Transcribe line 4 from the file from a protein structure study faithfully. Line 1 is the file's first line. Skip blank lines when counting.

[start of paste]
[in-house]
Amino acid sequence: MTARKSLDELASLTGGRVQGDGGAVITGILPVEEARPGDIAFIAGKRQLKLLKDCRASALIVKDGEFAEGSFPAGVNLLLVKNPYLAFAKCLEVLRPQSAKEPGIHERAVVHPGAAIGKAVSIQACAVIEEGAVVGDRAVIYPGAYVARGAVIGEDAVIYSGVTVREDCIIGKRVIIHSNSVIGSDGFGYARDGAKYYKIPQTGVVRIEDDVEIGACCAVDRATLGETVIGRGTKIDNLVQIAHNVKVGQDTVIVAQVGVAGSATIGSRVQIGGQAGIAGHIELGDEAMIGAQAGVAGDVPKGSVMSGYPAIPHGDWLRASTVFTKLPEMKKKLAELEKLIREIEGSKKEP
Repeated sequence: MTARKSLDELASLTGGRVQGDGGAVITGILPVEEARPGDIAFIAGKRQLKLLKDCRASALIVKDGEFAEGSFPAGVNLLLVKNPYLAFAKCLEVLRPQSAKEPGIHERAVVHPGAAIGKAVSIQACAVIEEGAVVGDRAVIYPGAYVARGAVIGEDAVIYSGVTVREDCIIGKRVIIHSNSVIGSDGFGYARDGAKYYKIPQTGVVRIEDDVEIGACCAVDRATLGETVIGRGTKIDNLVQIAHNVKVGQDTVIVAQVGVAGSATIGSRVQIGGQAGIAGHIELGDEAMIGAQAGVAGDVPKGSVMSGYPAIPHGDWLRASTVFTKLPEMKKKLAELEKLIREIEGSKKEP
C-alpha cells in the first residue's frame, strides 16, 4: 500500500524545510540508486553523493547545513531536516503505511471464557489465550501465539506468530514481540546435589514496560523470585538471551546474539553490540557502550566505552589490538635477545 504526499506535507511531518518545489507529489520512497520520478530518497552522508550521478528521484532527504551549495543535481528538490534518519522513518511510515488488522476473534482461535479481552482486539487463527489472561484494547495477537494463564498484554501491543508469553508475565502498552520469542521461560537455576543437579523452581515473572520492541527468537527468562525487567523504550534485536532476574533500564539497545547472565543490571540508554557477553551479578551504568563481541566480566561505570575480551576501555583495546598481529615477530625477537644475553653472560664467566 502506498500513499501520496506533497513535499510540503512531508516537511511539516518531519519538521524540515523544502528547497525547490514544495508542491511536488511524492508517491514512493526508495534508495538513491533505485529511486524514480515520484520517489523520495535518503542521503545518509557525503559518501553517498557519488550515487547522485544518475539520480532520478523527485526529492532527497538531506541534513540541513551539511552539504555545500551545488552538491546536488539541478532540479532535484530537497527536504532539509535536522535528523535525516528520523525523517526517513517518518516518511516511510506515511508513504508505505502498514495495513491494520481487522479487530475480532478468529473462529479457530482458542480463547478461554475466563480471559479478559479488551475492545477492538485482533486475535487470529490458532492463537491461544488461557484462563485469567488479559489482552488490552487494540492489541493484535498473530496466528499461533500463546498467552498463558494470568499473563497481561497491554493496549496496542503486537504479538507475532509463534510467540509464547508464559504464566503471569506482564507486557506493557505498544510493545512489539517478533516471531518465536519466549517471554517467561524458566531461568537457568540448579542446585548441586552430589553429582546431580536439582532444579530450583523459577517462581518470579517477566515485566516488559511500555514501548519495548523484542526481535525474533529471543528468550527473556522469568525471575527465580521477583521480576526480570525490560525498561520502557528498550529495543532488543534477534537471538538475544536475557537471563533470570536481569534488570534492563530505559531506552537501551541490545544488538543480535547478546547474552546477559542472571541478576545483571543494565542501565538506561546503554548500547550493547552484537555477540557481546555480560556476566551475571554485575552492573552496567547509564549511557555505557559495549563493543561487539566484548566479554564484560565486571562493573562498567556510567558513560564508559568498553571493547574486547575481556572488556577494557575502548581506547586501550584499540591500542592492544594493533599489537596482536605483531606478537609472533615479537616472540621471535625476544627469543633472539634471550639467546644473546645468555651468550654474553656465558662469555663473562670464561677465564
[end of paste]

C-alpha cells in the first residue's frame, strides 16, 4: 500500500524545510540508486553523493547545513531536516503505511471464557489465550501465539506468530514481540546435589514496560523470585538471551546474539553490540557502550566505552589490538635477545 504526499506535507511531518518545489507529489520512497520520478530518497552522508550521478528521484532527504551549495543535481528538490534518519522513518511510515488488522476473534482461535479481552482486539487463527489472561484494547495477537494463564498484554501491543508469553508475565502498552520469542521461560537455576543437579523452581515473572520492541527468537527468562525487567523504550534485536532476574533500564539497545547472565543490571540508554557477553551479578551504568563481541566480566561505570575480551576501555583495546598481529615477530625477537644475553653472560664467566 502506498500513499501520496506533497513535499510540503512531508516537511511539516518531519519538521524540515523544502528547497525547490514544495508542491511536488511524492508517491514512493526508495534508495538513491533505485529511486524514480515520484520517489523520495535518503542521503545518509557525503559518501553517498557519488550515487547522485544518475539520480532520478523527485526529492532527497538531506541534513540541513551539511552539504555545500551545488552538491546536488539541478532540479532535484530537497527536504532539509535536522535528523535525516528520523525523517526517513517518518516518511516511510506515511508513504508505505502498514495495513491494520481487522479487530475480532478468529473462529479457530482458542480463547478461554475466563480471559479478559479488551475492545477492538485482533486475535487470529490458532492463537491461544488461557484462563485469567488479559489482552488490552487494540492489541493484535498473530496466528499461533500463546498467552498463558494470568499473563497481561497491554493496549496496542503486537504479538507475532509463534510467540509464547508464559504464566503471569506482564507486557506493557505498544510493545512489539517478533516471531518465536519466549517471554517467561524458566531461568537457568540448579542446585548441586552430589553429582546431580536439582532444579530450583523459577517462581518470579517477566515485566516488559511500555514501548519495548523484542526481535525474533529471543528468550527473556522469568525471575527465580521477583521480576526480570525490560525498561520502557528498550529495543532488543534477534537471538538475544536475557537471563533470570536481569534488570534492563530505559531506552537501551541490545544488538543480535547478546547474552546477559542472571541478576545483571543494565542501565538506561546503554548500547550493547552484537555477540557481546555480560556476566551475571554485575552492573552496567547509564549511557555505557559495549563493543561487539566484548566479554564484560565486571562493573562498567556510567558513560564508559568498553571493547574486547575481556572488556577494557575502548581506547586501550584499540591500542592492544594493533599489537596482536605483531606478537609472533615479537616472540621471535625476544627469543633472539634471550639467546644473546645468555651468550654474553656465558662469555663473562670464561677465564